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http://dx.doi.org/10.1007/s10266-015-0212-7DOI Listing
September 2016

Continuing the quest for autoimmunity due to oral metal exposure.

Autoimmunity 2015 27;48(7):494-501. Epub 2015 Apr 27.

a Laboratory of Medical Immunology, Department of Pathology , VU University Medical Centre , Amsterdam , The Netherlands .

Aim: The role of metal exposure in the development of autoimmune disease (AID) is still controversial. Here, we studied the relationship between oral metal exposure, metal allergy and autoimmunity.

Methods: A mixed population (n = 78) of non-allergic volunteers, metal-allergic patients and patients with oral problems putatively due to metal alloys was evaluated for oral Ni, Pd, Au and Hg exposure and skin hypersensitivity. Clinical autoimmune parameters were based on medical histories; additionally, serum levels of the four most common autoantibodies were measured.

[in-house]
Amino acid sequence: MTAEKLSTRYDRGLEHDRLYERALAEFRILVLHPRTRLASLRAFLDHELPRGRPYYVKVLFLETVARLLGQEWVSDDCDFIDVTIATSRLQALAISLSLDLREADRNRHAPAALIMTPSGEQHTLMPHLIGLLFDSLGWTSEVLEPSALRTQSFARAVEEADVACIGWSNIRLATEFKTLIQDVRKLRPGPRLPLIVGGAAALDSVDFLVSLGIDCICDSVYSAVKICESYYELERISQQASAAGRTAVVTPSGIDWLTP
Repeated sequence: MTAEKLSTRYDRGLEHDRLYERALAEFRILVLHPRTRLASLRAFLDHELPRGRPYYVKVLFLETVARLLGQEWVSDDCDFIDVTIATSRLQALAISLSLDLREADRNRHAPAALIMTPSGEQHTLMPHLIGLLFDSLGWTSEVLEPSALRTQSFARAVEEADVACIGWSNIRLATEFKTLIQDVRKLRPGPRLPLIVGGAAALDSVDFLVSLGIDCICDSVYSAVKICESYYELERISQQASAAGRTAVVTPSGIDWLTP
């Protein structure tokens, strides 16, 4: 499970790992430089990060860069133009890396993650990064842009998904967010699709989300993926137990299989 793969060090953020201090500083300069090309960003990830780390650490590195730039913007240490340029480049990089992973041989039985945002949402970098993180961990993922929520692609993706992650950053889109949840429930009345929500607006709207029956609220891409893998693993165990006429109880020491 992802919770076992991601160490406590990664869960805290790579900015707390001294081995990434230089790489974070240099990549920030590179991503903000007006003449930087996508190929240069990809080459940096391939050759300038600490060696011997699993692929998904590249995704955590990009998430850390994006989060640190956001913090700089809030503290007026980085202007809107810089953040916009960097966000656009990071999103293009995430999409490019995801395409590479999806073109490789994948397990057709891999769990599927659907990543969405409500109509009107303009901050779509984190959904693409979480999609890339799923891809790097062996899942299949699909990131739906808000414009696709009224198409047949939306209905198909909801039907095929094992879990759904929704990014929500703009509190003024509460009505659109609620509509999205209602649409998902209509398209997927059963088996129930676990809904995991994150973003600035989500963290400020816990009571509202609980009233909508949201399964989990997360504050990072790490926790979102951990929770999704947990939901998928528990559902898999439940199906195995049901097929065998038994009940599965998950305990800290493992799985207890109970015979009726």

Results: Skin hypersensitivity, as seen mainly for Ni and/or Pd, was not positively associated with autoimmune parameters. In contrast, metal hypersensitive individuals showed an extremely low frequency of thyroid autoantibodies (3% vs 20% in non-hypersensitive controls). Next, the relation between metal exposure and autoimmunity was evaluated in individuals >35 years (n = 58), since from that age on metal exposure had plateaued and was not correlated with age. In this subgroup, oral Ni exposure was associated (p < 0.01) with self-reported AID, irrespective of autoantibody levels. These unexpected findings warrant further confirmation in a larger test group. Of note, oral Pd, Au or Hg contacts were not associated with any of the clinical or serological autoimmune phenomena tested.